When i go to the store it became a habbit of first reading the ingredients in the microtext at the back of the package...
Sometimes reading the front shiny part of the package and then the microtext labelling feels like a joke :-).
A year ago i checked hazelnut spread (not exactly but the title suggested very firmly that it is maid from hazelnuts). Anyway the price didnt seem right - at the back i checked the text and it said that it contains mighty 0.1 grams of hazelnuts - come on, is there even one whole hazelnut in this glass. This is almost hazelnut in traces :-).
Anyway - in stores it helps to:
-first read the back text. (Or ONLY read the back text)
-if it feels like something to good to be true, it probably is
I watched this movie on Netflix last night (within the US). The implications of the movie are pretty horrifying, and it's clear there will not be any disclosures from companies as to what "toxic gick" they're putting in fragrances; either consumers have to pay for private lab tests or there has to be overwhelming pressure towards political people to get this fixed.
I think the most shocking part was the information about how babies are born pre-polluted.
I certainly will regard fragrances with heightened awareness.
Thank you Paul & Jocelyn for reviewing this movie. I don't think it would have come to my attention otherwise.
When I built my other house I had many options and I tried to think of situations and reality. One place I got incredible grief was for not putting polyurethane up on the white pine ceilings.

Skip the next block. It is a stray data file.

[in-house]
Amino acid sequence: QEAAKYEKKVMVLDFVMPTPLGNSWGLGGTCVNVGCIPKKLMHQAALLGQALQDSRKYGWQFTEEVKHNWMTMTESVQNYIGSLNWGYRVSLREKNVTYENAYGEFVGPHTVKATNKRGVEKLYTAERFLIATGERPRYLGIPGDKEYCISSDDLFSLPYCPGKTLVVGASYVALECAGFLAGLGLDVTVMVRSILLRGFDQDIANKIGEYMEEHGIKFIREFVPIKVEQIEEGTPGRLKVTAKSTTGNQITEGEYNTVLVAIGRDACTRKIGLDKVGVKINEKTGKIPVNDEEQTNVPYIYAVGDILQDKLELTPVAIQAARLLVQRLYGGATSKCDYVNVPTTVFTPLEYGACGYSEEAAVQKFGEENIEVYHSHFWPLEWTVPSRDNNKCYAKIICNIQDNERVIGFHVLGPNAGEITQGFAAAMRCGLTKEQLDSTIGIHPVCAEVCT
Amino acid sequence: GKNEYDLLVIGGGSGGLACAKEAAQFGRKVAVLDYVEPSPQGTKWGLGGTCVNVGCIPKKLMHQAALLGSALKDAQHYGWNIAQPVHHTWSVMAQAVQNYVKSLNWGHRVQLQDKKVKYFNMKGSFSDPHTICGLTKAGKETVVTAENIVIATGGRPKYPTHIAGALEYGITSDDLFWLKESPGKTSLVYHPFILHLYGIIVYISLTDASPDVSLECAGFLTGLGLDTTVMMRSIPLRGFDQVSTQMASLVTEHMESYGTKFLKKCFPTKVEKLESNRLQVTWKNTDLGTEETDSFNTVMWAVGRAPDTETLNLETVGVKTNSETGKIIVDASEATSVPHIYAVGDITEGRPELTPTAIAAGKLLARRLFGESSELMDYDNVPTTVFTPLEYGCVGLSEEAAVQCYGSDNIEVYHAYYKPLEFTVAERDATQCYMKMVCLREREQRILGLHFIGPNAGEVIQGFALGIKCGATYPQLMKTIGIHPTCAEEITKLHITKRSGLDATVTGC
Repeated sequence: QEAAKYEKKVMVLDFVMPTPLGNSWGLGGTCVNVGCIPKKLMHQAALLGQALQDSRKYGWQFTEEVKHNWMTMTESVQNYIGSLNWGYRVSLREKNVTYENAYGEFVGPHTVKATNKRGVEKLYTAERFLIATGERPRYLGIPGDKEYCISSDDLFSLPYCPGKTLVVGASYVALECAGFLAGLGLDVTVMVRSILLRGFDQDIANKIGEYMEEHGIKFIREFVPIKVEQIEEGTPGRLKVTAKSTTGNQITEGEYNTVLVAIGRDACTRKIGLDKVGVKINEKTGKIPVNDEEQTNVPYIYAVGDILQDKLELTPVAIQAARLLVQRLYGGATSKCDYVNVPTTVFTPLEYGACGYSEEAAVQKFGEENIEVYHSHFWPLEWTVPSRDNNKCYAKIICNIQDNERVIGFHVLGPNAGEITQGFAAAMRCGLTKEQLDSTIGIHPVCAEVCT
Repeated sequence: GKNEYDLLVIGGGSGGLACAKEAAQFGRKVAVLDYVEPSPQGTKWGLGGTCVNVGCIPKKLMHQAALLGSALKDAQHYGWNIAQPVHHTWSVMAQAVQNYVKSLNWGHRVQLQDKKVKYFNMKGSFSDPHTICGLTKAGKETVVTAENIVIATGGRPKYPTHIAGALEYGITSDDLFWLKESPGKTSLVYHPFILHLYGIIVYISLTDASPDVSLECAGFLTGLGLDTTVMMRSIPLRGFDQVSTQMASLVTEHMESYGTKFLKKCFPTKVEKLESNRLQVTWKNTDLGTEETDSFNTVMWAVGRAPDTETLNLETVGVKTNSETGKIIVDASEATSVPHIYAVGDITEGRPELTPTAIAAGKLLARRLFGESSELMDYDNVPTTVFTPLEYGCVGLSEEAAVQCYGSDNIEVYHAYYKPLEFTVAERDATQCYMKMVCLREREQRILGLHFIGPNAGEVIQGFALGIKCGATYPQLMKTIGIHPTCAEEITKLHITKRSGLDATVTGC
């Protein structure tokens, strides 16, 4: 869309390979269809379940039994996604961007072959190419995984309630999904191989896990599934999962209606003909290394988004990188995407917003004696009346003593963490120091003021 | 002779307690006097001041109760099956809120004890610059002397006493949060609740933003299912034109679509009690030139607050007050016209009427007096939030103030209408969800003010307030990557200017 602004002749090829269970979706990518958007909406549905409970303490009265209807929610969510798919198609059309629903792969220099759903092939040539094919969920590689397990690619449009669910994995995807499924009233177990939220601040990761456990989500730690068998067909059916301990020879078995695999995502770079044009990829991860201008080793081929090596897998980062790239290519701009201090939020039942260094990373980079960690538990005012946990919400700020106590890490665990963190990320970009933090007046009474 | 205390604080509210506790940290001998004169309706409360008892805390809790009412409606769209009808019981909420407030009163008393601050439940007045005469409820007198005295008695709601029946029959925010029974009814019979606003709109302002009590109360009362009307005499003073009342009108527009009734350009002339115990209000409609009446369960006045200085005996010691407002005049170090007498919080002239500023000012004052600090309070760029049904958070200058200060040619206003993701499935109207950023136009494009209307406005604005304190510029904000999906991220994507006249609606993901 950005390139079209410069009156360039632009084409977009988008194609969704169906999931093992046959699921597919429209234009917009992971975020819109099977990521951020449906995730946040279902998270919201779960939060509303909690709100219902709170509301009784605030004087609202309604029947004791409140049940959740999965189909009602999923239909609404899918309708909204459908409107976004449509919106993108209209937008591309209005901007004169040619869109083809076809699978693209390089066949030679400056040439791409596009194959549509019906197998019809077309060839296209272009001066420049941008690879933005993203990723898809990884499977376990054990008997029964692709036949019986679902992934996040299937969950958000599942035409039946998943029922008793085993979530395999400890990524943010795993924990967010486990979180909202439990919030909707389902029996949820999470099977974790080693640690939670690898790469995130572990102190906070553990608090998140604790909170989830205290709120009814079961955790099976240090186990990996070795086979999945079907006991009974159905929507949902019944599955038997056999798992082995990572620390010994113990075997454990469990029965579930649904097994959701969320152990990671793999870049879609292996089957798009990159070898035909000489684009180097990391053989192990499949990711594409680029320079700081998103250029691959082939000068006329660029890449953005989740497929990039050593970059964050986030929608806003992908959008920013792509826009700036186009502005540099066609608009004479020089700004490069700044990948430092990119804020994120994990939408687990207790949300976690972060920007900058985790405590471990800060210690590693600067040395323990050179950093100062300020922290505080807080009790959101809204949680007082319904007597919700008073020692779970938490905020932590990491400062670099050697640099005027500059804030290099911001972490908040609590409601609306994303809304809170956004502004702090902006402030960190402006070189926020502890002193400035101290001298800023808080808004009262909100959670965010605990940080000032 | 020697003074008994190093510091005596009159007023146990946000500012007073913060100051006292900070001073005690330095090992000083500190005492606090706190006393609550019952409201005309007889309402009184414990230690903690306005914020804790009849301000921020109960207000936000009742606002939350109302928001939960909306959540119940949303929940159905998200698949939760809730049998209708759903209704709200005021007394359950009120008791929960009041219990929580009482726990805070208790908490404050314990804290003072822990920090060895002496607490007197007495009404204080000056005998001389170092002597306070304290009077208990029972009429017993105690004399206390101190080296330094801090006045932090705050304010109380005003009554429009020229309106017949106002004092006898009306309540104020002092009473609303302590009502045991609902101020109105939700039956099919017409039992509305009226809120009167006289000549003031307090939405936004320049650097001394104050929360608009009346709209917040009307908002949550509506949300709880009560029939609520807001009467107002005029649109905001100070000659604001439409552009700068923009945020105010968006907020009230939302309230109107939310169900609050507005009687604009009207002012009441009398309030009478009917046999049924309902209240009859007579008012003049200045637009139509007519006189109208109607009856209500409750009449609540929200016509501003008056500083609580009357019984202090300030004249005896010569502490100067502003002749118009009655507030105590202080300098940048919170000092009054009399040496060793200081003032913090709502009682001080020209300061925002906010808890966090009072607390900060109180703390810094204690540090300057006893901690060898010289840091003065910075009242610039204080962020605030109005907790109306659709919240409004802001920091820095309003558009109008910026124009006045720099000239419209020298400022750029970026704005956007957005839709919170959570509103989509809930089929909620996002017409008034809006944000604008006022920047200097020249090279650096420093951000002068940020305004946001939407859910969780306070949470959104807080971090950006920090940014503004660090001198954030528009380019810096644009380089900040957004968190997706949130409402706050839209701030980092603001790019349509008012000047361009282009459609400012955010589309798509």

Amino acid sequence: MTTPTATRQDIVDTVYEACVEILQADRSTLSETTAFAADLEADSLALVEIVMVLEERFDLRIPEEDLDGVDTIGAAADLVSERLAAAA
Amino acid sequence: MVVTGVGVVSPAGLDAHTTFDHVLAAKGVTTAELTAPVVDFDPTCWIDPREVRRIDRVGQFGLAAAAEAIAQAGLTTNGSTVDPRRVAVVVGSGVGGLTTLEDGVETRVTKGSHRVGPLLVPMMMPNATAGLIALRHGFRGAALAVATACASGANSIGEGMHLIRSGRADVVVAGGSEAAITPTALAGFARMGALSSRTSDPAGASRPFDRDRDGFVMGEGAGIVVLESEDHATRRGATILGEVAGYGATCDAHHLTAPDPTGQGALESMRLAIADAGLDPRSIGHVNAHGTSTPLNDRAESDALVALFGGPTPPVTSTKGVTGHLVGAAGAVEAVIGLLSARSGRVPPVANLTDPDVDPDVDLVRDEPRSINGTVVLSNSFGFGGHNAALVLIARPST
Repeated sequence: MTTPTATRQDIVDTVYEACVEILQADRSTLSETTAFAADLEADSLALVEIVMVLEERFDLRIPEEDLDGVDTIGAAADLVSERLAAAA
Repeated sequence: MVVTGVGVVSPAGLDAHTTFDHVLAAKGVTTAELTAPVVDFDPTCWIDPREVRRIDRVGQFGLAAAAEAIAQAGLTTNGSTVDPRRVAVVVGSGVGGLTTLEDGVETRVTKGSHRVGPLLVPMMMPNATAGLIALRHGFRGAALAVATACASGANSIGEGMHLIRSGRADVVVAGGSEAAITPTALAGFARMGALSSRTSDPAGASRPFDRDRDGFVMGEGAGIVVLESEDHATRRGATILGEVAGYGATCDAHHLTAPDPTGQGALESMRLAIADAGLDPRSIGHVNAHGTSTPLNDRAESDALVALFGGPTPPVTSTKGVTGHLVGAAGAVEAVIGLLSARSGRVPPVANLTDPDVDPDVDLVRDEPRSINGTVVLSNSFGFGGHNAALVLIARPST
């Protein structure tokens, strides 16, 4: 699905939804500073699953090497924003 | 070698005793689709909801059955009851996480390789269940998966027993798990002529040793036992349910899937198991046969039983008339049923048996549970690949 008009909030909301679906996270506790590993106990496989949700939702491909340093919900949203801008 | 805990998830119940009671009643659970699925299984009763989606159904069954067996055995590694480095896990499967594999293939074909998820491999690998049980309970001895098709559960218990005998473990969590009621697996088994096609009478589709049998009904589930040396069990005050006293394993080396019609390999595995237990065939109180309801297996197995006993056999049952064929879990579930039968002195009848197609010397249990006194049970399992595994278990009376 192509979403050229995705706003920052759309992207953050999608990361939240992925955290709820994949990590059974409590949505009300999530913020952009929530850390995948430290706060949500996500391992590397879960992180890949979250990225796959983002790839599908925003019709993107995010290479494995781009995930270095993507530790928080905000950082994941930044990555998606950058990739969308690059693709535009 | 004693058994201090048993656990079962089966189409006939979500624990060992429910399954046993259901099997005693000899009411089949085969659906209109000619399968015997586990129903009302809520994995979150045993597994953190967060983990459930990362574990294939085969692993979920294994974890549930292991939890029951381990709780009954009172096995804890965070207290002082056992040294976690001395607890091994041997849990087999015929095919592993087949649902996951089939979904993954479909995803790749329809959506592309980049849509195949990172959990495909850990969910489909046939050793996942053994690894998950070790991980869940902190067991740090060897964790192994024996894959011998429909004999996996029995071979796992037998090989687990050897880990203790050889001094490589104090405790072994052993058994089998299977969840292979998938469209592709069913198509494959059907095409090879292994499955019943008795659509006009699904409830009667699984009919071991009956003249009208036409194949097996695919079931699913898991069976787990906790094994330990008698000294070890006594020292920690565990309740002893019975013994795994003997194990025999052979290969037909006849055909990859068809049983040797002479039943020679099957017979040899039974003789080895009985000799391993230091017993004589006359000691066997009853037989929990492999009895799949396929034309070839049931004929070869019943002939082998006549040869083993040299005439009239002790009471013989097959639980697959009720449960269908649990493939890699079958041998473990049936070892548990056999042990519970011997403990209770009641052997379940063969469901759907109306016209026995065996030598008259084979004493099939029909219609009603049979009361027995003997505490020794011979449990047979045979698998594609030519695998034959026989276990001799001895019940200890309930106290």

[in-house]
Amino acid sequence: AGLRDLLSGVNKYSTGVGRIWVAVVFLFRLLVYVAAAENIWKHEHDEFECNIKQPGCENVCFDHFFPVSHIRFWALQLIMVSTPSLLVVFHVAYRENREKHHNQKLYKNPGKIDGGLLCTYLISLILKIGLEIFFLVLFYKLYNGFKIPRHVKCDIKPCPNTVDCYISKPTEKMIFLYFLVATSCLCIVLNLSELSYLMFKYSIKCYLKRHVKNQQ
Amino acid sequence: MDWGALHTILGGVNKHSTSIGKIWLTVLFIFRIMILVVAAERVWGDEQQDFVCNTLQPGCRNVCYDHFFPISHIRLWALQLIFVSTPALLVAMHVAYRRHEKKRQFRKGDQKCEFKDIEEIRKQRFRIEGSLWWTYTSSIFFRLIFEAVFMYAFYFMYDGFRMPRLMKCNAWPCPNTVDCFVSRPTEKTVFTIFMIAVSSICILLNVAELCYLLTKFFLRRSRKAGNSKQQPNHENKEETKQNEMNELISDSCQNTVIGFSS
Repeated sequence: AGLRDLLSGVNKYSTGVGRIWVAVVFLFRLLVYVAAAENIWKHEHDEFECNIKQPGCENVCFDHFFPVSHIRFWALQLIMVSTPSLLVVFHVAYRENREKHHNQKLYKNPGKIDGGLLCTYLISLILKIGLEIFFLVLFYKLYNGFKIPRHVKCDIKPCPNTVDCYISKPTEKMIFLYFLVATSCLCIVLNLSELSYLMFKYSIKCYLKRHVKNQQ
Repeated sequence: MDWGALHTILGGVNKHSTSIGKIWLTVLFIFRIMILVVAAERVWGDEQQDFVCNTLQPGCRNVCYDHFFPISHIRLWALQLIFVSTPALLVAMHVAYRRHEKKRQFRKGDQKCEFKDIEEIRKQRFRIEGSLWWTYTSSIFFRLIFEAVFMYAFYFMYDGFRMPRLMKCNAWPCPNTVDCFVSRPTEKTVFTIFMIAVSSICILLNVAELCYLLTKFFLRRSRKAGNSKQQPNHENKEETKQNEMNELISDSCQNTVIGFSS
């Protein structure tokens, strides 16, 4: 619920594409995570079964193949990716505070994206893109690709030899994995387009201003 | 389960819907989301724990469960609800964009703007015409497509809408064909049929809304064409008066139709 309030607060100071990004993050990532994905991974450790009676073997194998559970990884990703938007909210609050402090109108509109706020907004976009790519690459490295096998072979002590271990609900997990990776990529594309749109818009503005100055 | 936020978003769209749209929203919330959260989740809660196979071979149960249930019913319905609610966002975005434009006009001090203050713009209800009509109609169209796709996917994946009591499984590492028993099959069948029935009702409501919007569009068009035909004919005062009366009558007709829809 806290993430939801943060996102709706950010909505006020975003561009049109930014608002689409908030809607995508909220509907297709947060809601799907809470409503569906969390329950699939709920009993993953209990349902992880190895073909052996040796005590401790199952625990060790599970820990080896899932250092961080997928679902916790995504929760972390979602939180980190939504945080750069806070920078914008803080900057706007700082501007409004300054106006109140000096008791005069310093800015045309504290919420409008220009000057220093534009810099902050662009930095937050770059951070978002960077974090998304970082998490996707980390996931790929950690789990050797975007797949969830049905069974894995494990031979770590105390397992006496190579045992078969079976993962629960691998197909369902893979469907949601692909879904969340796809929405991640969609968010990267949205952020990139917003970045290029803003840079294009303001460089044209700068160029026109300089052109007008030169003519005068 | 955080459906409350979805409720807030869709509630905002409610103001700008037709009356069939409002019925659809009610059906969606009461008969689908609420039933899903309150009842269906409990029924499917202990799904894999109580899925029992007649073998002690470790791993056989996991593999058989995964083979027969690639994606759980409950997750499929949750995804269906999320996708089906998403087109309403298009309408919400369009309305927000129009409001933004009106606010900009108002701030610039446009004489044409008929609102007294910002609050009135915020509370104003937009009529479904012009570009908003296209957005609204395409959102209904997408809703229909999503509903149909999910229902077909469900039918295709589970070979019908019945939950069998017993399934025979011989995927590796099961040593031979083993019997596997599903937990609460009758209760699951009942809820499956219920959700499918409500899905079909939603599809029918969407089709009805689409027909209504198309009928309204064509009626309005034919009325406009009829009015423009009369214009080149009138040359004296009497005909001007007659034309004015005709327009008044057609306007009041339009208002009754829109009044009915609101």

Why would you?
No, not just because of toxic gick, but what are you preventing? I mean honestly, when was the last time you scrubbed your ceilings clean? That house is 25 years old, not once did I have a leaking ceiling so it is not stained, just a nice bead board white pine ceiling. But that is just NOT what is done. My wife's grandparents told me that, then proceeded to tell me how hard it was for them to Poly their log home's ceilings. WHY DO IT IN THE FIRST PLACE? Yeah, I will sign up for that. Toxic Gick, hard work, more money...just to cover beautiful raw wood.
I just don't get it. Why not think through a situation, and decide if something is even needed or not?
I cannot believe I welded for 30 years. Take a look at a career welder and everyone of us is bald. The heavy metals just kills us (literally)
See all that smoke/vapor? You absorbed all that gick. No surprise you're sick now. My husband has Chronic Lymphocytic Leukemia, which is strongly linked to exposure to toxic chemicals. We both worked in motion picture special effect shops, which used several kinds of toxic products and where the culture of machismo made it uncool to protect oneself (or one's employees) from exposure to these poisons.